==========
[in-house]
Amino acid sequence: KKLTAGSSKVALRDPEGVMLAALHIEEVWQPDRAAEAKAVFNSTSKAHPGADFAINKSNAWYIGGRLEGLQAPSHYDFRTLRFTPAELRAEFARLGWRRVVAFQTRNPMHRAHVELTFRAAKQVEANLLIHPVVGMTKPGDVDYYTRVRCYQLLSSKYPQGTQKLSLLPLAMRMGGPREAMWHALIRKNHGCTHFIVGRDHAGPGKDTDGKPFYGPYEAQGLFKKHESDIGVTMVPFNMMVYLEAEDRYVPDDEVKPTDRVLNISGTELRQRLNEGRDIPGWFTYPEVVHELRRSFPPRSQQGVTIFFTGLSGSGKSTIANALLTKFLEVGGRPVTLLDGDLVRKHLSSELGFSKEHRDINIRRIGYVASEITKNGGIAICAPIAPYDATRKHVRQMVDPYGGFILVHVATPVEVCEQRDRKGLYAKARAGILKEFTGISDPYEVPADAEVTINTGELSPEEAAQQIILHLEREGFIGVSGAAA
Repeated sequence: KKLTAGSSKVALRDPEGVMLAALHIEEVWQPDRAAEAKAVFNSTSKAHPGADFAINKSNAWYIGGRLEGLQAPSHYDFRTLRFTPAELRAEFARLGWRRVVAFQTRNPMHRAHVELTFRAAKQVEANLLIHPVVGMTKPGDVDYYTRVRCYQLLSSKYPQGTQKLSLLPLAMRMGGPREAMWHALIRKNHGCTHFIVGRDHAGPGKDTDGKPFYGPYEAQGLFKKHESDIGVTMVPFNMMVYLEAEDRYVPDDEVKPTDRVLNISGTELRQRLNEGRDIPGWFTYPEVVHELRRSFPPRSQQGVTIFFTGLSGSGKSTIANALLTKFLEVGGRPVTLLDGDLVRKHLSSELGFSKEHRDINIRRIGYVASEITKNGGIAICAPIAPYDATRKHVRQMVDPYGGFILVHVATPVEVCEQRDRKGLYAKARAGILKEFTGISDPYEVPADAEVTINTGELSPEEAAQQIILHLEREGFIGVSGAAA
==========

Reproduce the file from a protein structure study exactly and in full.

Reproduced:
[in-house]
Amino acid sequence: KKLTAGSSKVALRDPEGVMLAALHIEEVWQPDRAAEAKAVFNSTSKAHPGADFAINKSNAWYIGGRLEGLQAPSHYDFRTLRFTPAELRAEFARLGWRRVVAFQTRNPMHRAHVELTFRAAKQVEANLLIHPVVGMTKPGDVDYYTRVRCYQLLSSKYPQGTQKLSLLPLAMRMGGPREAMWHALIRKNHGCTHFIVGRDHAGPGKDTDGKPFYGPYEAQGLFKKHESDIGVTMVPFNMMVYLEAEDRYVPDDEVKPTDRVLNISGTELRQRLNEGRDIPGWFTYPEVVHELRRSFPPRSQQGVTIFFTGLSGSGKSTIANALLTKFLEVGGRPVTLLDGDLVRKHLSSELGFSKEHRDINIRRIGYVASEITKNGGIAICAPIAPYDATRKHVRQMVDPYGGFILVHVATPVEVCEQRDRKGLYAKARAGILKEFTGISDPYEVPADAEVTINTGELSPEEAAQQIILHLEREGFIGVSGAAA
Repeated sequence: KKLTAGSSKVALRDPEGVMLAALHIEEVWQPDRAAEAKAVFNSTSKAHPGADFAINKSNAWYIGGRLEGLQAPSHYDFRTLRFTPAELRAEFARLGWRRVVAFQTRNPMHRAHVELTFRAAKQVEANLLIHPVVGMTKPGDVDYYTRVRCYQLLSSKYPQGTQKLSLLPLAMRMGGPREAMWHALIRKNHGCTHFIVGRDHAGPGKDTDGKPFYGPYEAQGLFKKHESDIGVTMVPFNMMVYLEAEDRYVPDDEVKPTDRVLNISGTELRQRLNEGRDIPGWFTYPEVVHELRRSFPPRSQQGVTIFFTGLSGSGKSTIANALLTKFLEVGGRPVTLLDGDLVRKHLSSELGFSKEHRDINIRRIGYVASEITKNGGIAICAPIAPYDATRKHVRQMVDPYGGFILVHVATPVEVCEQRDRKGLYAKARAGILKEFTGISDPYEVPADAEVTINTGELSPEEAAQQIILHLEREGFIGVSGAAA